Last summer, my family went canoe tripping in Quetico Provincial Park, the vast wilderness connected to Minnesota’s popular Boundary Waters Canoe Area Wilderness (BWCAW) and long known as Canada’s canoeing capital. We did something unusual for Canadians. We entered through the United States, setting off from Ely, Minnesota, and portaging across the international border back into Canada at Prairie Portage.

Because Quetico borders the BWCAW and is closer to U.S. population centers like Minneapolis than it is to any Canadian cities, like my Toronto home a two-day drive away, it’s southern portion is busiest, sometimes notoriously so. Our guidebook warned us to expect hours-long wait times at the park entry station, and the sight of hundreds of canoes. We steeled ourselves for legions of Americans, just hoping we could escape deep into the park as quickly as possible. We were pleasantly surprised to arrive at the park office and find nobody, save one very relaxed-looking park ranger.

Two figures paddling a canoe on a foggy lake

“You’re the first Canadians I’ve checked in all season,” she exclaimed. This was late August. I explained how I’d expected to fight off hordes.

“Oh, it doesn’t get like that much anymore,” she said. “We don’t like to talk about it, but visitor numbers have been going down for years.”


A conspiracy to hide a precipitous decline in visitors to one of North America’s iconic canoe destinations? Sounded like a story I should dig into.

Changes in backcountry tripping

In the winter, I followed up with Quetico’s young and friendly park superintendent, Trevor Gibb. But I quickly discovered there’s no secret plan to hide plummeting visitation. Gibb freely admits numbers are down a tad over recent years, but not alarmingly so.

“Historically, there were more people who paddled in Quetico,” he told me over the phone. “The last half-decade or so it’s been relatively stable. There’s not currently a downward trend or an upward trend.”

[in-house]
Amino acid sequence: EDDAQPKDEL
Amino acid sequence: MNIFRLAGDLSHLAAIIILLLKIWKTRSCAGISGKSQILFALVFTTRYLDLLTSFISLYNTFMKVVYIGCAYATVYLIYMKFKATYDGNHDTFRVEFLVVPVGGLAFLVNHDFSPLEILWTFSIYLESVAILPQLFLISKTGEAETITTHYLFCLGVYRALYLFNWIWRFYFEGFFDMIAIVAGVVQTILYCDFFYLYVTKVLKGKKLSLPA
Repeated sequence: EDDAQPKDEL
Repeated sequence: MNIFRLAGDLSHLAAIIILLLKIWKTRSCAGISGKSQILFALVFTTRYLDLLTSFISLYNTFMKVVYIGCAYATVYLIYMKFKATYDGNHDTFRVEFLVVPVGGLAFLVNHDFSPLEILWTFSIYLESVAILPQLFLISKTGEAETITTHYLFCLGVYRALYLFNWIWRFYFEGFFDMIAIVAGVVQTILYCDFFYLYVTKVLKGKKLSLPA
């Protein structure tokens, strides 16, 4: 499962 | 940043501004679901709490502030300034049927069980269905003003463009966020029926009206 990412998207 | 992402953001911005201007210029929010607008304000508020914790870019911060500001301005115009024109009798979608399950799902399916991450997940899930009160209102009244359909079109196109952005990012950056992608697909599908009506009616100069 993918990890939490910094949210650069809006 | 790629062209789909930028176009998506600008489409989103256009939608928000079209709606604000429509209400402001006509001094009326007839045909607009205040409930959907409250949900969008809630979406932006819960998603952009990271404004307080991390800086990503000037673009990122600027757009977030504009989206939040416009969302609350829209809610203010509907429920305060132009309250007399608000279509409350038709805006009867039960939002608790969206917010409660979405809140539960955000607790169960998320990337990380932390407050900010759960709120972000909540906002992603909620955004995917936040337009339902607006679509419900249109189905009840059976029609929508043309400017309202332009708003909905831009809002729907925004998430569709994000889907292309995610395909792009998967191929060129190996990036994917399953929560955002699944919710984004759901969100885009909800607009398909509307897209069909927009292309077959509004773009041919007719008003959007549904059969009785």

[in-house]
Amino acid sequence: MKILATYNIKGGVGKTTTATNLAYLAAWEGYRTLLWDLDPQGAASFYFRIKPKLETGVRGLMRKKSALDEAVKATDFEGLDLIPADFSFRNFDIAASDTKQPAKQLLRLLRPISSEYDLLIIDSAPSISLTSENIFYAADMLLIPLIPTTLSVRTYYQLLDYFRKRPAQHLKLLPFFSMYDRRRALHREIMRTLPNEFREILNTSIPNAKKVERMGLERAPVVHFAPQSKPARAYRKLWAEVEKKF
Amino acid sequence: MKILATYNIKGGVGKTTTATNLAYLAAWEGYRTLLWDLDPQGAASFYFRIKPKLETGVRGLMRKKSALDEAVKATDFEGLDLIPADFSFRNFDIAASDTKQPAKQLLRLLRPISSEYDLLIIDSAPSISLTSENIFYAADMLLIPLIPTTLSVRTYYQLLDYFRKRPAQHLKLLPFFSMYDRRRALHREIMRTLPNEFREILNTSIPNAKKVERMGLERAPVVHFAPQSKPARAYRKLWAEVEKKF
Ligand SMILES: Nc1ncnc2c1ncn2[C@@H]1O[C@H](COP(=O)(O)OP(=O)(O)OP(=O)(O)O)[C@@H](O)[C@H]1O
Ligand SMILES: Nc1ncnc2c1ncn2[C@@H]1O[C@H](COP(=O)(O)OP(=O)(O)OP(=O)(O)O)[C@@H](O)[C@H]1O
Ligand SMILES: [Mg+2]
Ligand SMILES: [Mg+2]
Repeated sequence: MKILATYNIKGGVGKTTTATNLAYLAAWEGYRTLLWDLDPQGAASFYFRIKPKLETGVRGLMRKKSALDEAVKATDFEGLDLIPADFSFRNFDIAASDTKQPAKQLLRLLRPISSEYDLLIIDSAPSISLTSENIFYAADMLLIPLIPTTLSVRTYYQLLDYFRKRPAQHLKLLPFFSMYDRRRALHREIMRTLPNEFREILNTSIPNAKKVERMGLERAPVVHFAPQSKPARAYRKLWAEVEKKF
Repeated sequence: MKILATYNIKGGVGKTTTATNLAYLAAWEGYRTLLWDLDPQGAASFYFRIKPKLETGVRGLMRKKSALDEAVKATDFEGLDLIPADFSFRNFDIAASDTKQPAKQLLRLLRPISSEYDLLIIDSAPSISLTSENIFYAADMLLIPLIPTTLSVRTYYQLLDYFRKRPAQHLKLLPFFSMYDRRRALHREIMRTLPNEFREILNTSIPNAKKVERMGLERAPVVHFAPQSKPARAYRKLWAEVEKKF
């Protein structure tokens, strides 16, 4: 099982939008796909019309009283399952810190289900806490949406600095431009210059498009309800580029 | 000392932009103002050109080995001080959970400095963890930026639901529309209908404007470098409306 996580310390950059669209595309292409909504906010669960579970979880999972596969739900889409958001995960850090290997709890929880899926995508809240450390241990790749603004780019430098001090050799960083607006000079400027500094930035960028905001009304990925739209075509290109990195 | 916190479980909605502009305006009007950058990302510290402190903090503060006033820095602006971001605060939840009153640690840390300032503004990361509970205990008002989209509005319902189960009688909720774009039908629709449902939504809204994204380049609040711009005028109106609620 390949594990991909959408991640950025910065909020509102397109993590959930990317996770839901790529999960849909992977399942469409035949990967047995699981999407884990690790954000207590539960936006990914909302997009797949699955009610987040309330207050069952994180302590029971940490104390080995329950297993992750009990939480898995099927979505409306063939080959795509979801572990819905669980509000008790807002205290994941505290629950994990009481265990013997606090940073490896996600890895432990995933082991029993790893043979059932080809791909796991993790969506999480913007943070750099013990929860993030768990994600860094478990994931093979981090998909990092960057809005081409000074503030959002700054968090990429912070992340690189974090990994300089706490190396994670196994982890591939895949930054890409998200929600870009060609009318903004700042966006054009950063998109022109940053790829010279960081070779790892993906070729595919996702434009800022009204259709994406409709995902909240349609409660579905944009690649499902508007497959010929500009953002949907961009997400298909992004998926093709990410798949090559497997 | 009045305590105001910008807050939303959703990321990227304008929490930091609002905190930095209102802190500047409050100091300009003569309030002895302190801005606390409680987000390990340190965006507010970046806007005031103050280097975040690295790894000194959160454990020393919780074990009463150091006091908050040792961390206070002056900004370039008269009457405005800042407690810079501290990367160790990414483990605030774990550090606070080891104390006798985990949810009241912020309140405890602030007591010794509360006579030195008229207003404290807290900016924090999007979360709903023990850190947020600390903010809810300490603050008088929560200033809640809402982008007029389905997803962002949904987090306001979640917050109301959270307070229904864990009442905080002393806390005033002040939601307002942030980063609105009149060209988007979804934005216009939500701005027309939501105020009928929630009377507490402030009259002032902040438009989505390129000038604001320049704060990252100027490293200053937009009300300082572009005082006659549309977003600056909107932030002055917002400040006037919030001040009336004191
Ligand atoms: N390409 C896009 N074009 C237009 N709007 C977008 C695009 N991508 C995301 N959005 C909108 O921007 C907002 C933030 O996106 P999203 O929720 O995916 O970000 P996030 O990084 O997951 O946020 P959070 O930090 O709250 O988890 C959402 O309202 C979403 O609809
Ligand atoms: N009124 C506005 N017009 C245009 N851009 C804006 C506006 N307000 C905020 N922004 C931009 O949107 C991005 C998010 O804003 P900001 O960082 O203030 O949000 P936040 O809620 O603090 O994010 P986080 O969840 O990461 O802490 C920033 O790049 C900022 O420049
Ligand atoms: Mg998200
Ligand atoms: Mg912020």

What’s more likely is wilderness visits track other economic and demographic trends. It appears more people are piling into wilderness areas for short trips closer to home.

Ontario Parks provided me with backcountry visitor numbers for 17 parks over the decade leading up to 2018. Total backcountry visits were up about 16 percent in 2017. They dropped a few percentage points in 2018 due to wildfires. Still, this growth was overwhelmingly driven by parks within a few hours’ drive of major cities, while remote northern parks remained relatively stable or declined.

Quetico, the busiest northern park, reported 69,000 backcountry visits in 2009 and hasn’t caught up to this number since. Visits from 2009 to 2014 dropped a rather alarming 18.5 percent—possibly due to the 2008 financial crisis’ effect on the park’s majority U.S. visitors. After 2014, however, numbers climbed again, tracking a rise in the U.S. dollar, but only as high as 61,433 last year.

Meanwhile, The Massasauga, a backcountry canoe destination two and a half hours north of Toronto, is 36 times smaller than Quetico and booming, with visits up 71 percent in the 10 years ending 2018. Kawartha Highlands, a newly operating park even closer to the city, is up a whopping 186 percent since it started record-keeping in 2011.

All this supports what many of us would expect—that with our busy, hyper-scheduled lives, wilderness trips are getting shorter. While interest in backcountry travel remains high, people doing shorter trips don’t want to drive as far. You can’t blame them since, according to the Outdoor Industry Association, people already spend about 1.5 times as many hours preparing to paddle as they do paddling—the average paddle in 2018 lasted only four hours, with six hours of prep and travel time.